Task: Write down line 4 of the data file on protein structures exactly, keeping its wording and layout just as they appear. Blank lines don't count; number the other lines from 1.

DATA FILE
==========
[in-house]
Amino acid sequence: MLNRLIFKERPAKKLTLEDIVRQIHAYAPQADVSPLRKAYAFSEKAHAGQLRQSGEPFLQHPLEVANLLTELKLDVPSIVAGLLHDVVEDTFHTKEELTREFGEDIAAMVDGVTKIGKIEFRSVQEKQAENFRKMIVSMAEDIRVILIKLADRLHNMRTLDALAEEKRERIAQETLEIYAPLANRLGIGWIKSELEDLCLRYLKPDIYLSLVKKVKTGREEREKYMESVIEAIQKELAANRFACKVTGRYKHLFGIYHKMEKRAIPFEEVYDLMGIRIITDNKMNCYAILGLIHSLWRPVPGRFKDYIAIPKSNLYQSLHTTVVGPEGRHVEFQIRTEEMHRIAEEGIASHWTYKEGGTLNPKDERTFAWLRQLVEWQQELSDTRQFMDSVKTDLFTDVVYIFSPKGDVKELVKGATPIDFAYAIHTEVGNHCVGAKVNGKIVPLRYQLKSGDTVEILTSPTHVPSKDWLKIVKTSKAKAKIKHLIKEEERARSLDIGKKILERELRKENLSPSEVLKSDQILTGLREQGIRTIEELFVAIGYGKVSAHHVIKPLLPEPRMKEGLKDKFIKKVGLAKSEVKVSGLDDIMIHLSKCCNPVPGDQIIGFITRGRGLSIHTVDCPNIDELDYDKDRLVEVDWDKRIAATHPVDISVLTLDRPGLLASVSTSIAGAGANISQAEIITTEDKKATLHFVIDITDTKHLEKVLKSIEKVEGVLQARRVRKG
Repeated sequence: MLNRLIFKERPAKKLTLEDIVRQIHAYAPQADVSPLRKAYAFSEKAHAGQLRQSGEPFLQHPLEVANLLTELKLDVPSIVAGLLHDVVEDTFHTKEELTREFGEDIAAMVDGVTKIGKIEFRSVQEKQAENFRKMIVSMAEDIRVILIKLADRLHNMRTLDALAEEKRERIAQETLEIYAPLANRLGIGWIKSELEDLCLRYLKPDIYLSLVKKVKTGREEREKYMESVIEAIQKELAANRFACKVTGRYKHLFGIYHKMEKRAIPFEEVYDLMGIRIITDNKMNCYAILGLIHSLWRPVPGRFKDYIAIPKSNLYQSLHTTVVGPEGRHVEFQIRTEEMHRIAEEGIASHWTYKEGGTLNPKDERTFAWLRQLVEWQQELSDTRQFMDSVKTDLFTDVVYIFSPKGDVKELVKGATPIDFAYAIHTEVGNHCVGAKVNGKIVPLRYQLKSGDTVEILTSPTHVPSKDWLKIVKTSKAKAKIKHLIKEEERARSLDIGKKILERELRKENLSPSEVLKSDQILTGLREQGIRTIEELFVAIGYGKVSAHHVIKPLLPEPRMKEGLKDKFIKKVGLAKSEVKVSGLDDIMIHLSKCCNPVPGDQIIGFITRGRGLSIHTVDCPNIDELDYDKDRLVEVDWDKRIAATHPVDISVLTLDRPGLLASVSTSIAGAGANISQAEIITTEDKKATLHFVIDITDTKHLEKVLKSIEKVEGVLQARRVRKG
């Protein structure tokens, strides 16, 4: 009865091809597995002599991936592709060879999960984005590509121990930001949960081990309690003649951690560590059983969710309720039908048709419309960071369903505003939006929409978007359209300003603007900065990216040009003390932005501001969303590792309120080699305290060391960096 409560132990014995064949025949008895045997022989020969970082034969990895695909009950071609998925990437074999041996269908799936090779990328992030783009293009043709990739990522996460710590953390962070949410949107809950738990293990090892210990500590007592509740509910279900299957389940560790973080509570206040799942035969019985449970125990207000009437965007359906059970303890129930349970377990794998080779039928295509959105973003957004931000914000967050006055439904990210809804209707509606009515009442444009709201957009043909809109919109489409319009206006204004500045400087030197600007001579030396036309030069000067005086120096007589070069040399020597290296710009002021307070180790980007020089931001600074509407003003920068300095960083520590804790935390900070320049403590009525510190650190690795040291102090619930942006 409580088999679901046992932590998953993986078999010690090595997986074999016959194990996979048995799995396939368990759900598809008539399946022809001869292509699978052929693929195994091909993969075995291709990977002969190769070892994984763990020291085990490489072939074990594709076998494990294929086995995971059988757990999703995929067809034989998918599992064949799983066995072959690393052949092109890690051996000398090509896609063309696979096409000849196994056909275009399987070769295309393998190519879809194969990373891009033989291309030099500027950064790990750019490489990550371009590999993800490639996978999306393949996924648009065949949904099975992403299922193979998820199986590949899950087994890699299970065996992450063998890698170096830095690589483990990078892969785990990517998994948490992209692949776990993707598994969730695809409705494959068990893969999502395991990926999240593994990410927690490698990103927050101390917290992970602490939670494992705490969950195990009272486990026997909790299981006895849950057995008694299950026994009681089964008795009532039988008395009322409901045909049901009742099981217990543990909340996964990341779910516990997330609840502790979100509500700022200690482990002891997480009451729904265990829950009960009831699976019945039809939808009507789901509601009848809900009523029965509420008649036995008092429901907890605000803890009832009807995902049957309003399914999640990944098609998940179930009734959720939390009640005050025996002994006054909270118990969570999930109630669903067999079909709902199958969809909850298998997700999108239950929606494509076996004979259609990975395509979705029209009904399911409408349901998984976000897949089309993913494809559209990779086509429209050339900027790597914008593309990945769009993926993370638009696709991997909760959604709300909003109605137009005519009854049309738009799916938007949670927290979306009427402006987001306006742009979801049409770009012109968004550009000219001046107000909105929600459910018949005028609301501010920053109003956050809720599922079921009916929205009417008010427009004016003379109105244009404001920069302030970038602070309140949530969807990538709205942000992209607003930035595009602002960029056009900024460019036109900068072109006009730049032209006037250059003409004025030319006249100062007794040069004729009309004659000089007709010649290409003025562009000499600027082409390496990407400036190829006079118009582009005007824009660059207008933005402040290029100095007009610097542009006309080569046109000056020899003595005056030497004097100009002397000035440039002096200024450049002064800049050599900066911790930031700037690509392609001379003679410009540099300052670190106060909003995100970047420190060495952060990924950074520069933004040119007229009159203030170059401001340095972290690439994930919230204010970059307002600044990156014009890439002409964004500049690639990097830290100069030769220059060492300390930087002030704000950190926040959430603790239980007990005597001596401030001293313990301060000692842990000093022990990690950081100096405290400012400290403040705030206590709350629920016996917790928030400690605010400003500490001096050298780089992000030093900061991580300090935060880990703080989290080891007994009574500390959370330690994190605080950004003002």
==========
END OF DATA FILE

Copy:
């Protein structure tokens, strides 16, 4: 009865091809597995002599991936592709060879999960984005590509121990930001949960081990309690003649951690560590059983969710309720039908048709419309960071369903505003939006929409978007359209300003603007900065990216040009003390932005501001969303590792309120080699305290060391960096 409560132990014995064949025949008895045997022989020969970082034969990895695909009950071609998925990437074999041996269908799936090779990328992030783009293009043709990739990522996460710590953390962070949410949107809950738990293990090892210990500590007592509740509910279900299957389940560790973080509570206040799942035969019985449970125990207000009437965007359906059970303890129930349970377990794998080779039928295509959105973003957004931000914000967050006055439904990210809804209707509606009515009442444009709201957009043909809109919109489409319009206006204004500045400087030197600007001579030396036309030069000067005086120096007589070069040399020597290296710009002021307070180790980007020089931001600074509407003003920068300095960083520590804790935390900070320049403590009525510190650190690795040291102090619930942006 409580088999679901046992932590998953993986078999010690090595997986074999016959194990996979048995799995396939368990759900598809008539399946022809001869292509699978052929693929195994091909993969075995291709990977002969190769070892994984763990020291085990490489072939074990594709076998494990294929086995995971059988757990999703995929067809034989998918599992064949799983066995072959690393052949092109890690051996000398090509896609063309696979096409000849196994056909275009399987070769295309393998190519879809194969990373891009033989291309030099500027950064790990750019490489990550371009590999993800490639996978999306393949996924648009065949949904099975992403299922193979998820199986590949899950087994890699299970065996992450063998890698170096830095690589483990990078892969785990990517998994948490992209692949776990993707598994969730695809409705494959068990893969999502395991990926999240593994990410927690490698990103927050101390917290992970602490939670494992705490969950195990009272486990026997909790299981006895849950057995008694299950026994009681089964008795009532039988008395009322409901045909049901009742099981217990543990909340996964990341779910516990997330609840502790979100509500700022200690482990002891997480009451729904265990829950009960009831699976019945039809939808009507789901509601009848809900009523029965509420008649036995008092429901907890605000803890009832009807995902049957309003399914999640990944098609998940179930009734959720939390009640005050025996002994006054909270118990969570999930109630669903067999079909709902199958969809909850298998997700999108239950929606494509076996004979259609990975395509979705029209009904399911409408349901998984976000897949089309993913494809559209990779086509429209050339900027790597914008593309990945769009993926993370638009696709991997909760959604709300909003109605137009005519009854049309738009799916938007949670927290979306009427402006987001306006742009979801049409770009012109968004550009000219001046107000909105929600459910018949005028609301501010920053109003956050809720599922079921009916929205009417008010427009004016003379109105244009404001920069302030970038602070309140949530969807990538709205942000992209607003930035595009602002960029056009900024460019036109900068072109006009730049032209006037250059003409004025030319006249100062007794040069004729009309004659000089007709010649290409003025562009000499600027082409390496990407400036190829006079118009582009005007824009660059207008933005402040290029100095007009610097542009006309080569046109000056020899003595005056030497004097100009002397000035440039002096200024450049002064800049050599900066911790930031700037690509392609001379003679410009540099300052670190106060909003995100970047420190060495952060990924950074520069933004040119007229009159203030170059401001340095972290690439994930919230204010970059307002600044990156014009890439002409964004500049690639990097830290100069030769220059060492300390930087002030704000950190926040959430603790239980007990005597001596401030001293313990301060000692842990000093022990990690950081100096405290400012400290403040705030206590709350629920016996917790928030400690605010400003500490001096050298780089992000030093900061991580300090935060880990703080989290080891007994009574500390959370330690994190605080950004003002």